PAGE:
ContentsAcknowledgmentsIllustrations and TablesAbbreviations and Notes on the TextIntroductionPart I: Gender FrontiersChapter 1. Gender and English Identity on the Eve of Colonial SettlementChapter 2. The Anglo-Indian Gender FrontierChapter 3. Good Wives and Nasty Wenches: Gender and Social Order in a Colonial SettlementPart II: Engendering Racial DifferenceChapter 4. Engendering Racial Difference, 1640-1670Chapter 5. Vile Rogues and Honorable Men: Nathaniel Bacon and the Dilemma of Colonial MasculinityChapter 6. From Foul Crimes to Spurious Issue: Sexual Regulation and the Social Construction of RaceChapter 7. Born of a Free Woman: Gender and the Politics of FreedomPart III: Class and Power in the Eighteenth CenturyChapter 8. Marriage, Class Formation, and the Performance of Male GentilityChapter 9. Tea Table Discourses and Slanderous Tongues: The Domestic Choreography of Female IdentitiesChapter 10. Anxious PatriarchsAfterwordNotesIndexMaps1. Colonial Virginia in the Middle of the Seventeenth Century2. The Powhatans and Their Neighbors in 1607Figures1. Pocahontas2. Indian Woman3. Captain John Smith4. Powhatan Addressing His People5. Bastardy Cases Attributed to White Servant Women by Decade, Norfolk, Lancaster, and York Counties6. Inventory of Edward Nicken Signed by Mary Nicken7. Westover Floor Plan, circa 17268. Lucy Parke Byrd9. Virginian LuxuriesTables1. Successful Tax-Exemption Petitions, Norfolk, Lancaster, and York Counties2. Slander Cases, Norfolk, Lancaster, and Y
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From the Publisher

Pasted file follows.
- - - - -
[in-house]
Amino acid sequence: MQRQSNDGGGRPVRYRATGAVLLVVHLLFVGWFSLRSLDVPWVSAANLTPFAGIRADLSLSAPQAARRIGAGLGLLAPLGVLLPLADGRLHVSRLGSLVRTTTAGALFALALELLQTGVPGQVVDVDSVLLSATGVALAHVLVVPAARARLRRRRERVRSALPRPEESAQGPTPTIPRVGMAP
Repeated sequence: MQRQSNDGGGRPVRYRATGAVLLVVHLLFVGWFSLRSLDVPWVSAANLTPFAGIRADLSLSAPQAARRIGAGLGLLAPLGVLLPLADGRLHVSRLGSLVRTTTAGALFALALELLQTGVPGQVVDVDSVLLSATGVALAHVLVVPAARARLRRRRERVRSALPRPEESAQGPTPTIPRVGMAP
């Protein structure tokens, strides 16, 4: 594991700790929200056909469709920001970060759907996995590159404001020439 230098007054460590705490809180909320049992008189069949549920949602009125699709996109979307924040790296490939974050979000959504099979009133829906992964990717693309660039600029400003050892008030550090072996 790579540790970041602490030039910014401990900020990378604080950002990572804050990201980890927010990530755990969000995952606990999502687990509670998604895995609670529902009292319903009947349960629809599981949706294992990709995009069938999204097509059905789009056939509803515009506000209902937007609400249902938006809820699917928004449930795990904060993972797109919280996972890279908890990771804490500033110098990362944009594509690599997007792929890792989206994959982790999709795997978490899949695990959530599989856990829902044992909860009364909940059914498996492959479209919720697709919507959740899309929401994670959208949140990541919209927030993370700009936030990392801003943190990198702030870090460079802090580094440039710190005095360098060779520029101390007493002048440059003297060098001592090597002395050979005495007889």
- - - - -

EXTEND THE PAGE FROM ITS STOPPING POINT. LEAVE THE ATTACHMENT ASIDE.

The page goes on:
Kathleen Brown examines the origins of racism and slavery in British North America from the perspective of gender. Both a basic social relationship and a model for other social hierarchies, gender helped determine the construction of racial categories and the institution of slavery in Virginia. But the rise of racial slavery also transformed gender relations, including ideals of masculinity.

In response to the presence of Indians, the shortage of labor, and the insecurity of social rank, Virginia's colonial government tried to reinforce its authority by regulating the labor and sexuality of English servants and by making legal distinctions between English and African women. This practice, along with making slavery hereditary through the mother, contributed to the cultural shift whereby women of African descent assumed from lower-class English women both the burden of fieldwork and the stigma of moral corruption.

Brown's analysis extends through Bacon's Rebellion in 1676, an important juncture in consolidating the colony's white male public culture, and into the eighteenth century. She demonstrates that, despite elite planters' dominance, wives, children, free people of color, and enslaved men and women continued to influence the meaning of race and class in colonial Virginia.

From the Jacket

Based on the perspective of gender, this compelling study examines the origins of racism and slavery in colonial Virginia from 1676 to the eighteenth century. According to Brown, gender is both a basic social relationship and a model for social hierarchies and it therefore helped determine the construction of racial categories and the institution of slavery legally, politically, as well as socially.

About the Author

Kathleen M. Brown is assistant professor of history at the University of Pennsylvania.

From Our Editors

Kathleen Brown examines the origins of racism and slavery in British North America from the perspective of gender. Both a basic social relationship and a model for other social hierarchies, gender helped determine the construction of racial categories and the institution of slavery in Virginia.

Editorial Reviews

"Meticulously researched, carefully reasoned, and gracefully written, this book should be on the reading list of every historian.

"American Historical Review""